3 consequences when you neglect WHS standards

by Dave Collins on November 30, 2017



 3 consequences when you neglect WHS standards

Accidents can happen when you do not have effective procedures in place to comply with the Work Health & Safety Act 2011. It is essential to stay up to speed with the latest Australian laws by upskilling your team with a WHS course to reduce the risk of breaching the WHS guidelines.

Here are three consequences that can happen when you do not exercise diligence when it comes to complying with WHS laws:

Accidents and injuries in the workplace

An increase in accidents and injuries in the workplace occur when you do not comply to WHS standards. Injuries and accidents have a big impact on the business. For example, reduced productivity, lower staff morale, lost sales and even the closure of businesses.

Many activities within the workplace environment can involve risk that can easily be avoided. This includes things such as not testing electrical work to ensure it is electrically safe which allow employees to be at risk to electrocution, and employees at heights where the risk of falling is not controlled. Psychological injury and harm can also occur, such as bullying and sexual harassment.

An employer has to report certain events such as serious injury or death, and must take steps to provide the employee with rehabilitation or suitable duties while being paid compensation, under state and territory laws. With this being said, accidents are inevitable.

However, you will help decrease illness and injury when you invest the time in improving your hazard identification. This includes consultation and feedback from employees, workplace inspections, incident reporting and the register of injuries. The impact of injuries and accidents can also be minimised by equipping your workplace with basic first aid items and providing your employees with first aid training. It is also essential for your anti-bullying and sexual harassment procedures to be up to date and effective.

As an outcome, if you critically invest in the development in the health and safety of your team members, you will be able to prevent illness and injury. These adequate procedures in place will help your organisation understand and avoid the potential hazards in the work environment.

Penalties

There is a greater risk to lawsuits, penalties, fines, work stoppages and even the closure of your business when you fail to comply to the WHS Act. Research  shows that even WHS failures can be costly to a business in the form of rising insurance premiums and high workers’ compensation claims.

In NSW, a category 3 offence, which is the failure to comply with a health and safety duty, includes the maximum penalty of $500,000 for corporations and $50,000 for an individual worker. A category 1 offence, which is the most serious breach includes the maximum penalty of $3 million for corporations, and $300,000 and/or 5 years imprisonment for the individual. A report by Safe Work Australia  furthermore found that work-related injury and disease cost the Australian economy $61.8 billion, representing 4.1% GDP in 2012-13.



It is the employer’s responsibility to ensure that his or her staff members are informed about their rights and responsibilities in regards to work, health and safety. Staff members also have an obligation to report potential hazards and follow WHS procedures, but the onus is on employers to maintain a safe workplace.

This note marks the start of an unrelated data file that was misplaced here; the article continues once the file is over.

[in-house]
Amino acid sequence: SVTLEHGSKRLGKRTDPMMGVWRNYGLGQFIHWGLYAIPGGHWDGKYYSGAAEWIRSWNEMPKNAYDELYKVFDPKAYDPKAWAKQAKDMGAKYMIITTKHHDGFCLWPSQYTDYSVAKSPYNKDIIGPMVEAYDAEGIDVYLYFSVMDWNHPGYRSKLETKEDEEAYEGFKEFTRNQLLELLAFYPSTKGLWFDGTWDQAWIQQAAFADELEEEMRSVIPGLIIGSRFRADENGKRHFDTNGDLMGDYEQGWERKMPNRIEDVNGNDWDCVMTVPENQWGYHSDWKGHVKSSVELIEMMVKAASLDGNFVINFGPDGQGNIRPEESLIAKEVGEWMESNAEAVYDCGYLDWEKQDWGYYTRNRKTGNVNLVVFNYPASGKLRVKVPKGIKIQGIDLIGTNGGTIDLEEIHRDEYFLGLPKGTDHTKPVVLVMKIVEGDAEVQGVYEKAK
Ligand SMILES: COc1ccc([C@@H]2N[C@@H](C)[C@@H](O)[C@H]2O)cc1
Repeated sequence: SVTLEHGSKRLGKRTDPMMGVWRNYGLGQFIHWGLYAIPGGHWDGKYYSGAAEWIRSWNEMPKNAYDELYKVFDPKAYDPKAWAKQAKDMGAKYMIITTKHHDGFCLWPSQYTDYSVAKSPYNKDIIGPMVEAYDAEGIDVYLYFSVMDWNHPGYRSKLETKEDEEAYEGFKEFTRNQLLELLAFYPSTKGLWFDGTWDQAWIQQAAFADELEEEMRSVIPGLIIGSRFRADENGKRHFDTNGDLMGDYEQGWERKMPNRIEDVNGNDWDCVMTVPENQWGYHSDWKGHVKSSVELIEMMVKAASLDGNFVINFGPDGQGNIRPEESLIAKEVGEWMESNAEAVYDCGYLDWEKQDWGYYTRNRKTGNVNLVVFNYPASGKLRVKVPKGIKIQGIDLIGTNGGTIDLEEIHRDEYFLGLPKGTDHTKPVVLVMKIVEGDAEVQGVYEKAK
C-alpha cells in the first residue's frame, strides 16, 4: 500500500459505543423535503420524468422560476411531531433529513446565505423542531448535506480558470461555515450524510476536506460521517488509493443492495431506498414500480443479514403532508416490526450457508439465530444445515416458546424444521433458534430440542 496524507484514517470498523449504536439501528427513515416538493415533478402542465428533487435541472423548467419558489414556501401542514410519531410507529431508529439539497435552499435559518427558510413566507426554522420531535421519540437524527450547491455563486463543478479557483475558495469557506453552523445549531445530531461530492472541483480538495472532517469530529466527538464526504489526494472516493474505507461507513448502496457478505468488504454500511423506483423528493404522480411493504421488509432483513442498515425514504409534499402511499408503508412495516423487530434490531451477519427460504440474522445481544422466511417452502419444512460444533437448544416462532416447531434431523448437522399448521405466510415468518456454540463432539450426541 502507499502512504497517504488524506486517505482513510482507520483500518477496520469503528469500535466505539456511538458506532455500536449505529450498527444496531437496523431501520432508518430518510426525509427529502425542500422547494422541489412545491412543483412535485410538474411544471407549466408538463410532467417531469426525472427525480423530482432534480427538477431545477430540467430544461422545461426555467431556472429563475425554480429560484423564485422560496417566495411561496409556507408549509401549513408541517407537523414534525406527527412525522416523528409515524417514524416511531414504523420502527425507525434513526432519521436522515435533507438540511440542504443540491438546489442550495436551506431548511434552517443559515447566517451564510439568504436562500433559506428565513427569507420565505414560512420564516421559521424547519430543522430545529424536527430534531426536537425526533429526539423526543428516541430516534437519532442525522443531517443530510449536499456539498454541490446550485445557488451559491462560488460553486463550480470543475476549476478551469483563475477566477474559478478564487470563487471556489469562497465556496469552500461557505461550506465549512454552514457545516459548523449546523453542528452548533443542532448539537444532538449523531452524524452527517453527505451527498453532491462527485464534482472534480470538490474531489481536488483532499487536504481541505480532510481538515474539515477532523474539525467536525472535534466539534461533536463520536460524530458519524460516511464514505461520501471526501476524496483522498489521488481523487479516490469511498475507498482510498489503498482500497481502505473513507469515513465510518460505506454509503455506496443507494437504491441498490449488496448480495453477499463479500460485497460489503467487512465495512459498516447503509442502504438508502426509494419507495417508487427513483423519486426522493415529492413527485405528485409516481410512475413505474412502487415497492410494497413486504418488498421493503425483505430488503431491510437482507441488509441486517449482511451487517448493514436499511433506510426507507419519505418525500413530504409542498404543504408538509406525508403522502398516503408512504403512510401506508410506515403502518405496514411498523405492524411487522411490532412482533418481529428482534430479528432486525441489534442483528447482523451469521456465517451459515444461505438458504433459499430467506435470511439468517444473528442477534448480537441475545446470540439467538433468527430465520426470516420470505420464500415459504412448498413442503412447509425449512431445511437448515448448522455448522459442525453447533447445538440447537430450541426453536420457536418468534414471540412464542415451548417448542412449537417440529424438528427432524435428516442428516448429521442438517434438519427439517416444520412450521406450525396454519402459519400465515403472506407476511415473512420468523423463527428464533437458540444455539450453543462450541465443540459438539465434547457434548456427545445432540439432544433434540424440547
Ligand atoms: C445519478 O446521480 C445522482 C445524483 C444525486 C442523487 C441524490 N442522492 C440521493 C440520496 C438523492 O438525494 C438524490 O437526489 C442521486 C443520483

Potential prosecutions will occur when a breach to the WHS Act has been reported and investigated by the relevant authority to determine whether a breach has happened and determine what action is deemed necessary.

Keep in mind that a breach happens when the law is not upheld, such as when an activity places a person at risk of injury, death or illness, or steps are not taken to avoid a risky situation, and there is a failure to comply with regular requirements. Remember that different definitions and penalties apply to each Australian state and territory.

You need to exercise due diligence when it comes to complying with WHS laws to avoid work stoppages, lawsuits and penalties.

Less employee retention

There have been several studies revealing that better compliance to the WHS Act is associated with improved employee behaviours and attitudes. Be proactive in retaining high-performing staff, increase morale and have more happier, productive and creative employees by creating a positive, safe and healthy environment for them. This will in turn positively impact your business.

Take into account, a business with a poor WHS record will not only have a lack of employee retention, they will have a lack of clients and consumers who are willing to remain loyal to them. This is because the public have high expectations of your company to be socially responsible in taking care of their staff and clients.

Businesses operating in high risk industries such as construction and mining use their safety record to demonstrate their commitment to the welfare and safety of their employees to attract high quality applicants. You will be improving your company’s positive public image as well by demonstrating your corporate and social responsibility.

Therefore, expect healthier staff members who are absent less often, and are more motivated to stay with your company.

Have an effective management system in place to avoid these three consequences, and upskill your team with a critical safety training course to improve the safety and welfare of your workplace.

 



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